A production starring ancient astronaut theorist David Childress is seeking $20,000 in donations to fund an Afrocentric documentary on the Olmec. In a poorly written press release distributed online yesterday, producer Lee Sullivan announced his and David Childress’s belief that the Olmec became the guardians of the Ark of the Covenant in 600 BCE and directed interested fans to his website, whose URL misspells the name of the Olmec, testifying to the care with which he is approaching this bizarre hypothesis.
As of this writing, $325 has been pledged to the campaign since it launched on September 17.
As with so many of Childress’s early claims, that one, too, is no longer operative since joining Ancient Aliens full time and embracing the ancient astronaut theory he for so long claimed to find illogical.
Sullivan states that the Ark of the Covenant passed through Barilles, Panama and was stored in the volcano of Chiriqui. He attributes the claim to “some researchers.” One of them is Edna Houx, a UFO witness who lives near Barilles and claims that a heavily stylized statue found there depicts a Chinese man riding on the shoulders of an African man. According Houx, the Ark was found in Barilles (and apparently covered up somehow), though she did not tell travel writer Jim O’Donnell who did the discovering.
Sullivan takes Houx at her word and believes that Panama was colonized by Chinese and African explorers who bequeathed their superior culture to the barbarous natives while leaving behind no Old World artifacts, objects, or plants. Sullivan describes his first meeting with David Childress, which he said occurred when Childress barged into a classroom where Sullivan was contemplating Panamanian prehistory, looking for directions. “I realized that was the person who might have the answers to this question” of the Chinese-African origin of New World civilization. He tried to chase down Childress, who had already sped away, prompting Sullivan to show up at a Childress book signing in Arizona. Childress, according to Sullivan, agreed to participate in Sullivan’s documentary if Sullivan would buy two of Childress’s books. The two subsequently went on a world tour of ancient sites, though at whose expense Sullivan does not say.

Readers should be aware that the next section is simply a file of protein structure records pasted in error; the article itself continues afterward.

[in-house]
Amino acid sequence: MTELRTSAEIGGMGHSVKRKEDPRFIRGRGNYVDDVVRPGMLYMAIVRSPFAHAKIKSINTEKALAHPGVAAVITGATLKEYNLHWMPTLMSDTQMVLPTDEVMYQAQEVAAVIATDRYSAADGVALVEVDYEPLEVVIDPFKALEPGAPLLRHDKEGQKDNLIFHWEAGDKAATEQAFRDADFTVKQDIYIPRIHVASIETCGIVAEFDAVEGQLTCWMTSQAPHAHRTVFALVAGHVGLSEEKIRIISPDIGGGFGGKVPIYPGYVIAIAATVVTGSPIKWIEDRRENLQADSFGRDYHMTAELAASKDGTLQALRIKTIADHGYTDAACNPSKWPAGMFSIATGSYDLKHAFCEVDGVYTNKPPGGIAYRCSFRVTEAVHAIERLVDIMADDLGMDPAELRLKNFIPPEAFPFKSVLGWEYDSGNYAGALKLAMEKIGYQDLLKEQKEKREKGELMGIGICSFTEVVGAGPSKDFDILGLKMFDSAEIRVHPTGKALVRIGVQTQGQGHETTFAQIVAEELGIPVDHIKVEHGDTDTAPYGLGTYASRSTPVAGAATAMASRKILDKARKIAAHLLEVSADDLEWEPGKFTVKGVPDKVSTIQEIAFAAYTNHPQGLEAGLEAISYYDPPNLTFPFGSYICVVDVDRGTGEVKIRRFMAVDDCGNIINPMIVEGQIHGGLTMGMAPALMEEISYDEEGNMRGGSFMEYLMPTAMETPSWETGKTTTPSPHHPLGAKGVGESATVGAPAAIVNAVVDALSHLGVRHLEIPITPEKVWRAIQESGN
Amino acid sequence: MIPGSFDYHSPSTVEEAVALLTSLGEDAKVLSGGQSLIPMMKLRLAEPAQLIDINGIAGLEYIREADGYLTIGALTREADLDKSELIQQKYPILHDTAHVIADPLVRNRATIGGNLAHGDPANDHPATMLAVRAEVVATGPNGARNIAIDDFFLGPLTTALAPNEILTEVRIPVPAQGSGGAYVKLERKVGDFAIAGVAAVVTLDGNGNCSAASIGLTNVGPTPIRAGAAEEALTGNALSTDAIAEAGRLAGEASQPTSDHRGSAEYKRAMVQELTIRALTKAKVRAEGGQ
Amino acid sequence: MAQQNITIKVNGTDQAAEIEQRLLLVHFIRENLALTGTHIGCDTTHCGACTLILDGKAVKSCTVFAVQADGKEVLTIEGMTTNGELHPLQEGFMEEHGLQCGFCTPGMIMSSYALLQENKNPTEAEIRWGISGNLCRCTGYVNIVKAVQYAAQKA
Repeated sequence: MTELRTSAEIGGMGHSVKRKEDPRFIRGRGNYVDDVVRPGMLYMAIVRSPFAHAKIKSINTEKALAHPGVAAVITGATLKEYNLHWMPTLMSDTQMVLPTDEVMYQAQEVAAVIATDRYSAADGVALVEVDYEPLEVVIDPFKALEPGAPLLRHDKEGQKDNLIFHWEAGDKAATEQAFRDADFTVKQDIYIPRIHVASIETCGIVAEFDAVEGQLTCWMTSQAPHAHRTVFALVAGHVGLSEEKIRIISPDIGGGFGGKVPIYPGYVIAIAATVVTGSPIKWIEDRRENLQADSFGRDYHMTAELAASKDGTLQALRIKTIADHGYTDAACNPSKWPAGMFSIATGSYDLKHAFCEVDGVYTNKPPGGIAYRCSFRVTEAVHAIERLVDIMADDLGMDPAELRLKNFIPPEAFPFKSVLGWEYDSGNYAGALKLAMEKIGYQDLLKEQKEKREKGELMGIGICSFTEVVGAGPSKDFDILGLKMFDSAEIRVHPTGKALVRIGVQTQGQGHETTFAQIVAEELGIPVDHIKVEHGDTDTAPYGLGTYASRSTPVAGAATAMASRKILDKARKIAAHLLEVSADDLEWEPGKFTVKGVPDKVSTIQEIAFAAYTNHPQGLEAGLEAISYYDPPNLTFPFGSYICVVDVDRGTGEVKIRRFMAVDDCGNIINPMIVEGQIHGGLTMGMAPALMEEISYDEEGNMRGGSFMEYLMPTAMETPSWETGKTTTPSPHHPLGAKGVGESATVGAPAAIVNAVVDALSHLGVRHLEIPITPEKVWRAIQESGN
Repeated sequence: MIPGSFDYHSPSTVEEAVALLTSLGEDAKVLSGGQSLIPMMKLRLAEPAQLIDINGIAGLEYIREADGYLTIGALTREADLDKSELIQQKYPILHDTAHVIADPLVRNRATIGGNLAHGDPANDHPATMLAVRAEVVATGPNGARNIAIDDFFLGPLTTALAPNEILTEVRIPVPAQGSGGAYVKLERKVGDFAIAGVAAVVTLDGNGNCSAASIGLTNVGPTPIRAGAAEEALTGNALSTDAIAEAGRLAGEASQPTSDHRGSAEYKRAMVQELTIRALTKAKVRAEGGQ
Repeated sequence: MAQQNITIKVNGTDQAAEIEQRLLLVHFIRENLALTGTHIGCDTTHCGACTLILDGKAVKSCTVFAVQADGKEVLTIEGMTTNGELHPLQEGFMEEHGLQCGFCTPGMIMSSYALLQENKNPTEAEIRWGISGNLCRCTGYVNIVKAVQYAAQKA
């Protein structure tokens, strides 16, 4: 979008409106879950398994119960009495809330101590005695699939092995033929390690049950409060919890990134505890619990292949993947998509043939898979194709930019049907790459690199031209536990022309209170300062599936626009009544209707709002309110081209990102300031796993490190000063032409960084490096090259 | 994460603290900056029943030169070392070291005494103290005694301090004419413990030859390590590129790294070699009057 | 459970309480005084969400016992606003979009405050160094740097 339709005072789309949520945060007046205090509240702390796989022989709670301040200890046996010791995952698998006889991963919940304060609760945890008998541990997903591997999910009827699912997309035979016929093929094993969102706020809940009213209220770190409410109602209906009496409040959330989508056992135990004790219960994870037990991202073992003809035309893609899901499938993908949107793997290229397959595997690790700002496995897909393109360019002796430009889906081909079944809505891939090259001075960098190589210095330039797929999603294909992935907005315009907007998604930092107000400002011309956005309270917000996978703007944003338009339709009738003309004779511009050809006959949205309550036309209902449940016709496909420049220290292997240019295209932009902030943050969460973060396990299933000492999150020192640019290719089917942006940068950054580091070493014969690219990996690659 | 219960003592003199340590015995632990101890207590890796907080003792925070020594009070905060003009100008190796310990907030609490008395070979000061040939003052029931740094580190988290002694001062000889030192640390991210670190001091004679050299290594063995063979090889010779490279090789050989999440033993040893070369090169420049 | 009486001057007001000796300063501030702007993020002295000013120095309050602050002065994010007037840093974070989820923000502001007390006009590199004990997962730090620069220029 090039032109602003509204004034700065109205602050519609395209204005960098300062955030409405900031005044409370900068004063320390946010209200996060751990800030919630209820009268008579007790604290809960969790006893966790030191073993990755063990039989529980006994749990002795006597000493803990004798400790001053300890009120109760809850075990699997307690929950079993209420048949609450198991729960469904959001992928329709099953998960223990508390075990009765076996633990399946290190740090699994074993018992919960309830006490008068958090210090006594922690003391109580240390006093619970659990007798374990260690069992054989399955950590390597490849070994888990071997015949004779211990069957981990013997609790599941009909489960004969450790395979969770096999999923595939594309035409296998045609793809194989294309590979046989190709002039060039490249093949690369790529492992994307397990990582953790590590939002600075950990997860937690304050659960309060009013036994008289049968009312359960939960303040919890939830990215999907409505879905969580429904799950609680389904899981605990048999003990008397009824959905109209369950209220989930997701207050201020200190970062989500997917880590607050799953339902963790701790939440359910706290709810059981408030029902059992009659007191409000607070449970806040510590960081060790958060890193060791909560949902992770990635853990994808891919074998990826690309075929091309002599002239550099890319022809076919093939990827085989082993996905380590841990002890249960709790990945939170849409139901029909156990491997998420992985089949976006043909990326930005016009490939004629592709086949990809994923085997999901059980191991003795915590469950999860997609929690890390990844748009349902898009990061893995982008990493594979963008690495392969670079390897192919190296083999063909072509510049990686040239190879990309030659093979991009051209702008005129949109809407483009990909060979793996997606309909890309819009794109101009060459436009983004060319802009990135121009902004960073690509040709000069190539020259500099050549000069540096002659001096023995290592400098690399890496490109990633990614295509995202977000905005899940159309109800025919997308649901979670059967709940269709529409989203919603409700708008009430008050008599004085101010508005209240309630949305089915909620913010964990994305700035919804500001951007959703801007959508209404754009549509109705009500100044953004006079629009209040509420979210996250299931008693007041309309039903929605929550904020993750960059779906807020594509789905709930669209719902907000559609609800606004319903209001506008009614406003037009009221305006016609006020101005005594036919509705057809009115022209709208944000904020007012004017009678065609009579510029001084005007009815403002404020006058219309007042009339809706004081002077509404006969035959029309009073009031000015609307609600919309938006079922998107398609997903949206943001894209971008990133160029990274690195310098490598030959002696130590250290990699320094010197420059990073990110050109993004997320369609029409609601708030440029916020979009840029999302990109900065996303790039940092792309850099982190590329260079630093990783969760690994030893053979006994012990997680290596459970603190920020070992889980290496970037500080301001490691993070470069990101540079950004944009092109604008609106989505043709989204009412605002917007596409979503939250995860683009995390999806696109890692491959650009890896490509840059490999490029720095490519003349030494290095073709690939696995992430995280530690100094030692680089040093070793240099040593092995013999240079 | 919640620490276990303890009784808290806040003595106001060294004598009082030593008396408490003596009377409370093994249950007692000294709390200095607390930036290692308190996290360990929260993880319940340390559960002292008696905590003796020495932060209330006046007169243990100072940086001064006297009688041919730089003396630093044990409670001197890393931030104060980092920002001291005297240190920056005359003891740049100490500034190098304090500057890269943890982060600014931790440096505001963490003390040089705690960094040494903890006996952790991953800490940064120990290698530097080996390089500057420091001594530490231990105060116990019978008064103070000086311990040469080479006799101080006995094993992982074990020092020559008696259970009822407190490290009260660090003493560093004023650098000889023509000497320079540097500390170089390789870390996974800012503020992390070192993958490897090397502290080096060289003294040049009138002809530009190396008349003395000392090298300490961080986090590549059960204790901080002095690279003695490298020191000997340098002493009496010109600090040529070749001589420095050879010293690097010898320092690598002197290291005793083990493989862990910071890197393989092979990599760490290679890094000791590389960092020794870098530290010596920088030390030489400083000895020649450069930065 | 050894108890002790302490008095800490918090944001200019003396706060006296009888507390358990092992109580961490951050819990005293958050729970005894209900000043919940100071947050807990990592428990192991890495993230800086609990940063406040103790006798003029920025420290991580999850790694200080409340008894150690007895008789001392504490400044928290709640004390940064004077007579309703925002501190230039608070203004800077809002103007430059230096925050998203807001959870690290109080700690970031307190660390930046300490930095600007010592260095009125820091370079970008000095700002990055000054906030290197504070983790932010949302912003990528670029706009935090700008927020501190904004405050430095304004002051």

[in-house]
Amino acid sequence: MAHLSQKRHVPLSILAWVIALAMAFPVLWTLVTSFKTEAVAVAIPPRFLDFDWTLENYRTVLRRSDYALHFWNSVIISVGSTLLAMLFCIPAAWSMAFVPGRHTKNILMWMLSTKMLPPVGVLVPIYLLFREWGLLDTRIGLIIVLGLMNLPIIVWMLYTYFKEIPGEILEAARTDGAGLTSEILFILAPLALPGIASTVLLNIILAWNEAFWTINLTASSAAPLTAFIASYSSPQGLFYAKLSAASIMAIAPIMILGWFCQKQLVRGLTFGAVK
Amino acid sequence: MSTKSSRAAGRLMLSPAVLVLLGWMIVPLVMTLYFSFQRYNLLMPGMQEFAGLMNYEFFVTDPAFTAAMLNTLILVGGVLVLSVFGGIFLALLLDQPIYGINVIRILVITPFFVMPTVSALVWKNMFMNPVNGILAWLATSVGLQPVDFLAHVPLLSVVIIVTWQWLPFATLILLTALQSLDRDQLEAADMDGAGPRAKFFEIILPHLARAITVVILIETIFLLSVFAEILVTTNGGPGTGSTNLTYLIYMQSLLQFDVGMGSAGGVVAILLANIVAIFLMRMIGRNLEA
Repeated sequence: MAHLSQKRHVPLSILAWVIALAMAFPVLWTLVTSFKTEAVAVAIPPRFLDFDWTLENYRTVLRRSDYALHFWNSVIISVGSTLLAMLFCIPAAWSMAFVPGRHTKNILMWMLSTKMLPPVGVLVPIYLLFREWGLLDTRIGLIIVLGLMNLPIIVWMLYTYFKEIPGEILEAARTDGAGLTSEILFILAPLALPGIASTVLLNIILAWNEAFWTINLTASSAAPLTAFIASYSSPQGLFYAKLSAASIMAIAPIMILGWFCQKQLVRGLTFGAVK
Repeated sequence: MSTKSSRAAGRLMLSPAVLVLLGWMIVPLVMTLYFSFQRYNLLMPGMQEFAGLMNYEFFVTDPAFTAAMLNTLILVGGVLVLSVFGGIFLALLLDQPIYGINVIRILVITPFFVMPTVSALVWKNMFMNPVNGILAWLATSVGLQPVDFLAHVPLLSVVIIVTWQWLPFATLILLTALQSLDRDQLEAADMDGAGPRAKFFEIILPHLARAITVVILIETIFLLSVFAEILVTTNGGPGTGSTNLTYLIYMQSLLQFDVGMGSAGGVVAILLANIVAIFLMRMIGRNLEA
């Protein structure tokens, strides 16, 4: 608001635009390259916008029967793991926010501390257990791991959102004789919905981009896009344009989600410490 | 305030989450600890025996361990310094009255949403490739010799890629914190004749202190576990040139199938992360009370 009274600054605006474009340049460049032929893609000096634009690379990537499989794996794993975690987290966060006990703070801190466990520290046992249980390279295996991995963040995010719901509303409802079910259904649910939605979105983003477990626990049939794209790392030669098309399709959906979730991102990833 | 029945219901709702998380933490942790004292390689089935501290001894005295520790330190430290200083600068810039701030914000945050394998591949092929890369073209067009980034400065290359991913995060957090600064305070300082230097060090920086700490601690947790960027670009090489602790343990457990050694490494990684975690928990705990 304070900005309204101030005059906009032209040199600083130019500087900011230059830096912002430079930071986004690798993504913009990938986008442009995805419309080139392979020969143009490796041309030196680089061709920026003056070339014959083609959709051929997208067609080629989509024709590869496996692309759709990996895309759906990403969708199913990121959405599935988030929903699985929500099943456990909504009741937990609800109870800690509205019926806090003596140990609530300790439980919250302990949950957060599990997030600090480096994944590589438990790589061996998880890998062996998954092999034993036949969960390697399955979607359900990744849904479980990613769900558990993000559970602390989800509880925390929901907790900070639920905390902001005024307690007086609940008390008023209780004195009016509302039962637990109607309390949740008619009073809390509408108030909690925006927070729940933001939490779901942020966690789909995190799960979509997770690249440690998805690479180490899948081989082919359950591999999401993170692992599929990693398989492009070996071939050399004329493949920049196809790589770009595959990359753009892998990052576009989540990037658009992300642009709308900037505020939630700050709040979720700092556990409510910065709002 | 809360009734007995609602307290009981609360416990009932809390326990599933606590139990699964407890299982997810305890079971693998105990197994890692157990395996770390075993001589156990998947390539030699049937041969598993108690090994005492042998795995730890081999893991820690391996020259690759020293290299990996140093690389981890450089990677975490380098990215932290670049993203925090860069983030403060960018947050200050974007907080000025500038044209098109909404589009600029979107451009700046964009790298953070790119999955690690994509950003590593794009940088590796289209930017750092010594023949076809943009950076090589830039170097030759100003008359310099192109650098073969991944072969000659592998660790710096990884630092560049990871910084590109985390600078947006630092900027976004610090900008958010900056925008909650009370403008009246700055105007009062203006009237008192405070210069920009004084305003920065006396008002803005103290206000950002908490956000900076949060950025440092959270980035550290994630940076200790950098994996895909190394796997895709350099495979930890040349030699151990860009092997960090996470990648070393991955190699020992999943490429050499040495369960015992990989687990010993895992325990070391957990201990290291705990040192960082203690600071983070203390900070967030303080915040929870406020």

Sullivan asserts that the New York Times calls David Childress “the Indiana Jones of our times.” A ProQuest database search of the New York Times from 1851 to today failed to turn up any results for this alleged quotation, or anything similar. The phrase “real-life Indiana Jones” was part of Childress’s self-written promotional materials during his “maverick archaeologist” phase in the 1990s, before being called out for calling himself an archaeologist without possessing a degree in the subject or working professionally in the field. That claim, too, became inoperative after he joined Ancient Aliens.